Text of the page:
Hell hath no fury like a former business partner scorned. The Associated Press reports that a company called Delaware North, which ran Yosemite National Park’s hotels and restaurants for two decades under contract with the US National Park Service, wants a $51 million payoff after losing those concessions to a higher bidder.
Why the payoff? Delaware North claims that it owns the names of long-existing park attractions which it did not start, does not own, and only temporarily operated. The Ahwahnee Hotel. Curry Village. Oh, yes, and “Yosemite National Park.”
In response to a suit filed by Delaware North, the Park Service is temporarily changing some names (of the hotel and the “village,” but not of the park) while dickering over how much it’s willing to pay — it values the names, according to court documents, at $3.5 million.
Apparently trademark trolling is Delaware North’s big new revenue center. The company also runs concessions at NASA’s Kennedy Space Center and has filed a trademark application on the name “Space Shuttle Atlantis.” No, I’m not kidding. The cost to taxpayers of building and and operating the space shuttle fleet breaks down to around $40 billion per shuttle, but Delaware North thinks it owns the name because it makes money running soda stands and gift shops that riff on the theme.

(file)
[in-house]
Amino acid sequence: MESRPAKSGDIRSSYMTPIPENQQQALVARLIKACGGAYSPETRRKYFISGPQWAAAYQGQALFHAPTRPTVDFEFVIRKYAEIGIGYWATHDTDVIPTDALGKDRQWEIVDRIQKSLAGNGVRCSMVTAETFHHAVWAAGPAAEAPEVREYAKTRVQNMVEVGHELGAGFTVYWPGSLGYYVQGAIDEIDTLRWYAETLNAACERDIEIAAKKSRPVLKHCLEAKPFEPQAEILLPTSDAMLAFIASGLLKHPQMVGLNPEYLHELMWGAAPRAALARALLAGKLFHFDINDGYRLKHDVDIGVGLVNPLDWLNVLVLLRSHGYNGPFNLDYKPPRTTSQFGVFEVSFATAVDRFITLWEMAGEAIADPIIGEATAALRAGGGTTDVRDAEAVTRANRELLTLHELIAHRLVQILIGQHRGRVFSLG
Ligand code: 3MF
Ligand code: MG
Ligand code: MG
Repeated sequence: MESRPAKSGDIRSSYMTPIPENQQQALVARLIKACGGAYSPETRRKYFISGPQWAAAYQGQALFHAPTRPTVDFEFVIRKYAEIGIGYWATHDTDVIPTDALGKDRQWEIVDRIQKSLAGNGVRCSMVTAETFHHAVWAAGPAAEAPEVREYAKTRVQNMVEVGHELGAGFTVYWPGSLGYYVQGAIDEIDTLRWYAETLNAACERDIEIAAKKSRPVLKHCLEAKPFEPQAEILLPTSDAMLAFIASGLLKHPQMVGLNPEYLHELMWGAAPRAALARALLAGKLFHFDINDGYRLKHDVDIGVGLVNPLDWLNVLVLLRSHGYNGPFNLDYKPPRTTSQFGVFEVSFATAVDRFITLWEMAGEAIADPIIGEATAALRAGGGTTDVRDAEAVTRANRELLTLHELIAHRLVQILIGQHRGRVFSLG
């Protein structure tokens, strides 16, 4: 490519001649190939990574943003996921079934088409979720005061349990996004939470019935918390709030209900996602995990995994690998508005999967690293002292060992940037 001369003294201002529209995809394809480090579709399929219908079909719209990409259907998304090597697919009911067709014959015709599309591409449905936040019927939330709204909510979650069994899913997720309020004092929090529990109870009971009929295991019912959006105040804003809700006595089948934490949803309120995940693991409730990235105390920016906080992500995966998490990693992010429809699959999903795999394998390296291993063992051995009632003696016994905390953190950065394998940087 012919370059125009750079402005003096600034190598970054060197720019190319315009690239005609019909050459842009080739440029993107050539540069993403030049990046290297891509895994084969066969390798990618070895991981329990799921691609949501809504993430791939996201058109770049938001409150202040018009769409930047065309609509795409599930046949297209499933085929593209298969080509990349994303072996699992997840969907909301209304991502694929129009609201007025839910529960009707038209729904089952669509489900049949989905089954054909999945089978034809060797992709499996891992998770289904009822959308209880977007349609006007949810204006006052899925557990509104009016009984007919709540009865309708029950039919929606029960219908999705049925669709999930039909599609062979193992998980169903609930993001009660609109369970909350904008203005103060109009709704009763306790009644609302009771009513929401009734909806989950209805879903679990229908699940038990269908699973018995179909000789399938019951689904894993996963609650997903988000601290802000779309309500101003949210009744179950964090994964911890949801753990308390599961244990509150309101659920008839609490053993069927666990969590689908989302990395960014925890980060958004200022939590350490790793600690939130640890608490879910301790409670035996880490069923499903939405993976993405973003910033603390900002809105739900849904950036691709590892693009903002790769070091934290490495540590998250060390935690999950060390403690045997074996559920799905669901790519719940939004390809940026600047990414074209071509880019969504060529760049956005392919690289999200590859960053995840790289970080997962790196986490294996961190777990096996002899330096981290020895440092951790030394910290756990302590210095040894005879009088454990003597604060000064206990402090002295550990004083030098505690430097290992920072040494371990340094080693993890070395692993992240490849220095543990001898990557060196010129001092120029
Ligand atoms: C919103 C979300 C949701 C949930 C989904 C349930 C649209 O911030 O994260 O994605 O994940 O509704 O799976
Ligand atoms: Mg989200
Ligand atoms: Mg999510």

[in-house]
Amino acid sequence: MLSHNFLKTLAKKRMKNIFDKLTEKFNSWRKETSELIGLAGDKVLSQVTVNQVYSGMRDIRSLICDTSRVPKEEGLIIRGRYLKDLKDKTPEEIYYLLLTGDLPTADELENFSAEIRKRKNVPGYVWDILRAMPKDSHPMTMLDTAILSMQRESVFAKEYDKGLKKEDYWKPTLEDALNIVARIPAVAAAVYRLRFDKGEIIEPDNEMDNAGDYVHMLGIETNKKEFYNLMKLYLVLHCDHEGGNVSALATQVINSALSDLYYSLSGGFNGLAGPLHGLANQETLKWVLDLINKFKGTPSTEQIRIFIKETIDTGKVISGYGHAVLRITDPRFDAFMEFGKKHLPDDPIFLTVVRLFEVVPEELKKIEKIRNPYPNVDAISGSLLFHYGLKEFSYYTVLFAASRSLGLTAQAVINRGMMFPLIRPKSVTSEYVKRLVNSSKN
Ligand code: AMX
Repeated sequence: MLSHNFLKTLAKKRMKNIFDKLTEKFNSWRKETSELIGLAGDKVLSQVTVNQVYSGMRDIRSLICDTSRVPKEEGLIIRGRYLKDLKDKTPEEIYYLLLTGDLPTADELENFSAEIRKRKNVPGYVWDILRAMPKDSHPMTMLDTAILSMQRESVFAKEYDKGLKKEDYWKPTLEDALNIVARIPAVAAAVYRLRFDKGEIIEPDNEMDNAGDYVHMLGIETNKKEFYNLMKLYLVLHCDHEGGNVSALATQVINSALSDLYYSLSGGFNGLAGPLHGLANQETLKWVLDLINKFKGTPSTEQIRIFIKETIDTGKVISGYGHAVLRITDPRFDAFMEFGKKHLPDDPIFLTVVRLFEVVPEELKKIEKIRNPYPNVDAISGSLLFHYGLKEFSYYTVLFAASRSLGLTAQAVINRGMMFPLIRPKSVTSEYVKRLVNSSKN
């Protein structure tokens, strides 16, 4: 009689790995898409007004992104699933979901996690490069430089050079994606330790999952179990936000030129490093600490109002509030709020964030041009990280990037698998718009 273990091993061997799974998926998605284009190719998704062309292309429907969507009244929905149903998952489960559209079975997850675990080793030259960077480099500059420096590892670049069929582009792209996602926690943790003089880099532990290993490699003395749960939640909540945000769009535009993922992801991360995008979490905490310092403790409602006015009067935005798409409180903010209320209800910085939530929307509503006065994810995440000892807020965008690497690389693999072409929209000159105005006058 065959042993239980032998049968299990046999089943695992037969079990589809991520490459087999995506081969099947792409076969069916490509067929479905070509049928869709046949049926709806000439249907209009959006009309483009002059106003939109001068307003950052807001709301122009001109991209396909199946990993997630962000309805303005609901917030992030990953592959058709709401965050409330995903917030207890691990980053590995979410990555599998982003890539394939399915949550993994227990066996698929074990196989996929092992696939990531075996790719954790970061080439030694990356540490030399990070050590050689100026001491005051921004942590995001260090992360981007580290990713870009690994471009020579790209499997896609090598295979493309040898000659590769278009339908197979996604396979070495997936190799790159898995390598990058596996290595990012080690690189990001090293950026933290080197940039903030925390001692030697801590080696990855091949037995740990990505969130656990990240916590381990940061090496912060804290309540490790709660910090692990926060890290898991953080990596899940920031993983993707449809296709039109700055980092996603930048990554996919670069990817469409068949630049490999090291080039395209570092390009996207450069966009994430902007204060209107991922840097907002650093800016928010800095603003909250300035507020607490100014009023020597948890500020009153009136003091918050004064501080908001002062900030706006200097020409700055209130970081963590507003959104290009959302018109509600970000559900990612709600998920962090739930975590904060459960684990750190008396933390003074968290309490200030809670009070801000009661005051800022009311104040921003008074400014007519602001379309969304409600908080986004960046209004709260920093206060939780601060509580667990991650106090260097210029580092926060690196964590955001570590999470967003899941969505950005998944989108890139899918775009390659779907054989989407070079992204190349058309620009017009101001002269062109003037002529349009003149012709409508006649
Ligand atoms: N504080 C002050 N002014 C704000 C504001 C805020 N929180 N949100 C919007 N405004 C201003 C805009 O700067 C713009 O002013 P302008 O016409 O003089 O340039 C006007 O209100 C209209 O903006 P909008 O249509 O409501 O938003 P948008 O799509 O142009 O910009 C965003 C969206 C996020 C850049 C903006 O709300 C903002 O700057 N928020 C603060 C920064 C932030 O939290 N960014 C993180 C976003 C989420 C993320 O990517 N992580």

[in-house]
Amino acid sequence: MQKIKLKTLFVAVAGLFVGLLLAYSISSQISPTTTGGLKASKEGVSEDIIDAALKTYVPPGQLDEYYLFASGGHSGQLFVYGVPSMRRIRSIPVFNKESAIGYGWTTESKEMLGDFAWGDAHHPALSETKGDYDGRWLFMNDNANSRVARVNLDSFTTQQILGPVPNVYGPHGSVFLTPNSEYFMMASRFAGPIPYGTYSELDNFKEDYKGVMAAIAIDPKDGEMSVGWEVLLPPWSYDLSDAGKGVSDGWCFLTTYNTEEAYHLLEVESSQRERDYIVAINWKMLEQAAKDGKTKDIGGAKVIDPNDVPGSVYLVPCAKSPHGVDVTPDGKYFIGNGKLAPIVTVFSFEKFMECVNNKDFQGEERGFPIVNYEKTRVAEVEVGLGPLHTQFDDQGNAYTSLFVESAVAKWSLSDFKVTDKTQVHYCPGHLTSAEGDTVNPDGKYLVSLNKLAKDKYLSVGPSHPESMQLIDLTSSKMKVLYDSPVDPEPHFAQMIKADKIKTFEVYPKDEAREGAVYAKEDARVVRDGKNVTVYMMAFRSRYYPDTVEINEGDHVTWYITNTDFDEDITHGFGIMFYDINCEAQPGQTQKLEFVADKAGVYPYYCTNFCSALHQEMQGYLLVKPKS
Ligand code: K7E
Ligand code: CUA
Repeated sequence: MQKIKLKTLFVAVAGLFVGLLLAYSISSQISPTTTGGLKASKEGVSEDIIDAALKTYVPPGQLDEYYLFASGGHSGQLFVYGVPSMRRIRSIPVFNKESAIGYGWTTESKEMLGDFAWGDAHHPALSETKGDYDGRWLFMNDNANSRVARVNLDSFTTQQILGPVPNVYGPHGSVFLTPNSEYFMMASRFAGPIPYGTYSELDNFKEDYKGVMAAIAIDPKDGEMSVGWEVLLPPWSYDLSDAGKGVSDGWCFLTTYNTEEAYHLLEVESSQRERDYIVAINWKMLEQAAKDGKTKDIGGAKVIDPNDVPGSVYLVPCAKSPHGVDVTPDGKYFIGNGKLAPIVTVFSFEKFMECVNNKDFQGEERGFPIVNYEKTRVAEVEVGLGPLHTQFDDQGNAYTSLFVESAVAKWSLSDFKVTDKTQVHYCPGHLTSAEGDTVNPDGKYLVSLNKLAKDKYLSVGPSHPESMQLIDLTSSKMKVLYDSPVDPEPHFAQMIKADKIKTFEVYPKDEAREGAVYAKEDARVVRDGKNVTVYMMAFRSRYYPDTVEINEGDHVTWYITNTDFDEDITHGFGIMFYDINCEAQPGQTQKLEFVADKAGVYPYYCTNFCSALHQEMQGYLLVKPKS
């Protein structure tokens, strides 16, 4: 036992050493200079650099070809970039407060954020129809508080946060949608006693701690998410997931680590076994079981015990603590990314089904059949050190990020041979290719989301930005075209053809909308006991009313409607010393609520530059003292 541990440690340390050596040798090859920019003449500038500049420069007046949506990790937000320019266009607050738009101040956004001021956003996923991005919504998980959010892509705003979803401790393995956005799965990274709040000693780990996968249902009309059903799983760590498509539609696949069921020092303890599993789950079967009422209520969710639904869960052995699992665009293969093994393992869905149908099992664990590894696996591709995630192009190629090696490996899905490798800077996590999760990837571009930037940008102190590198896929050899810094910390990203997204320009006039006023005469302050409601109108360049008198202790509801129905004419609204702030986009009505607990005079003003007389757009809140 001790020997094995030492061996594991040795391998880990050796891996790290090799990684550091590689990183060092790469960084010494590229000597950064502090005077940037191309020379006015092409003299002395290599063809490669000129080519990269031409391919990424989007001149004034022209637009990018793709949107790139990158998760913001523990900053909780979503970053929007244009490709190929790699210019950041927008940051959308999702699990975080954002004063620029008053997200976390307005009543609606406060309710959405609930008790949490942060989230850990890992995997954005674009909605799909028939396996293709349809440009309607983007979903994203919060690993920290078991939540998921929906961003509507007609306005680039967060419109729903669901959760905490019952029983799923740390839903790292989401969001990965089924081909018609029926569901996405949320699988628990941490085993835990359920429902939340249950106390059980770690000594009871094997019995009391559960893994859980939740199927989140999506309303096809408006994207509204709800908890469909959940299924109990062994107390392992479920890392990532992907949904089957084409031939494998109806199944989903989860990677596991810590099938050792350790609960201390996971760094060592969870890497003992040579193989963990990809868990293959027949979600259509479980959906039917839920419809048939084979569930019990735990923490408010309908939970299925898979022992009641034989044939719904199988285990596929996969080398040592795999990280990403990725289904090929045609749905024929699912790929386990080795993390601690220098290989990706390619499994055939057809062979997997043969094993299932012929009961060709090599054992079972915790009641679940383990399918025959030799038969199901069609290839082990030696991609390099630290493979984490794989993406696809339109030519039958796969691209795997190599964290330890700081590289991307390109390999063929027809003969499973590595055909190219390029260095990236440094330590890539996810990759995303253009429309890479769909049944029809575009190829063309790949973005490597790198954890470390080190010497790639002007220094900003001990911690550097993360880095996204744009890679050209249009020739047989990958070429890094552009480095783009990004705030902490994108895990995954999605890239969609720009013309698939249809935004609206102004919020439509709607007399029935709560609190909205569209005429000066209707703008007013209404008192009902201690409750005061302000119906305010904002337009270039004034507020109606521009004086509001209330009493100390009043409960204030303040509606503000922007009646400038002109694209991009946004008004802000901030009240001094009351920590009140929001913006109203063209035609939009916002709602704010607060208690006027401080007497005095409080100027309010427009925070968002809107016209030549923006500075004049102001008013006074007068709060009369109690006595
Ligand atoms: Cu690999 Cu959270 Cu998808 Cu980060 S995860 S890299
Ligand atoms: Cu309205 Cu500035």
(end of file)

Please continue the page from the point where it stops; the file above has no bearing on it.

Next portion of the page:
But this kind of obvious abuse isn’t the real problem. It’s just a high-profile instance of the problem. The problem is the screwed up concept of “intellectual property” itself.
Yes, it’s clearly and obviously wrong to try to patent rounded corners on devices (as Apple did) or collect royalties on century-old characters (Sherlock Holmes) or tunes (“Happy Birthday”) that have long since become organic parts of their surrounding cultures. But the less clear and obvious cases are wrong too.
I’m no artist, but I can draw a “swoosh.” I’m no cobbler, but I could probably make a shoe. If I put that “swoosh” on that shoe, Nike will have me in court so fast my head will spin. And heaven help me if I draw a cartoon featuring a particular mouse outline. Why? Because Nike, Disney and other “intellectual property” monopolists have bribed governments to pretend that shapes can be owned.
Delaware North isn’t rightly entitled to an “intellectual property” payday. Neither are other “intellectual property” scammers. But they’ll probably get over. “Owning” a copyright, patent or trademark? Valuable. Owning that claim’s political enforcers? Priceless.
Thomas L. Knapp is director and senior news analyst at the William Lloyd Garrison Center for Libertarian Advocacy Journalism (thegarrisoncenter.org). He lives and works in north central Florida.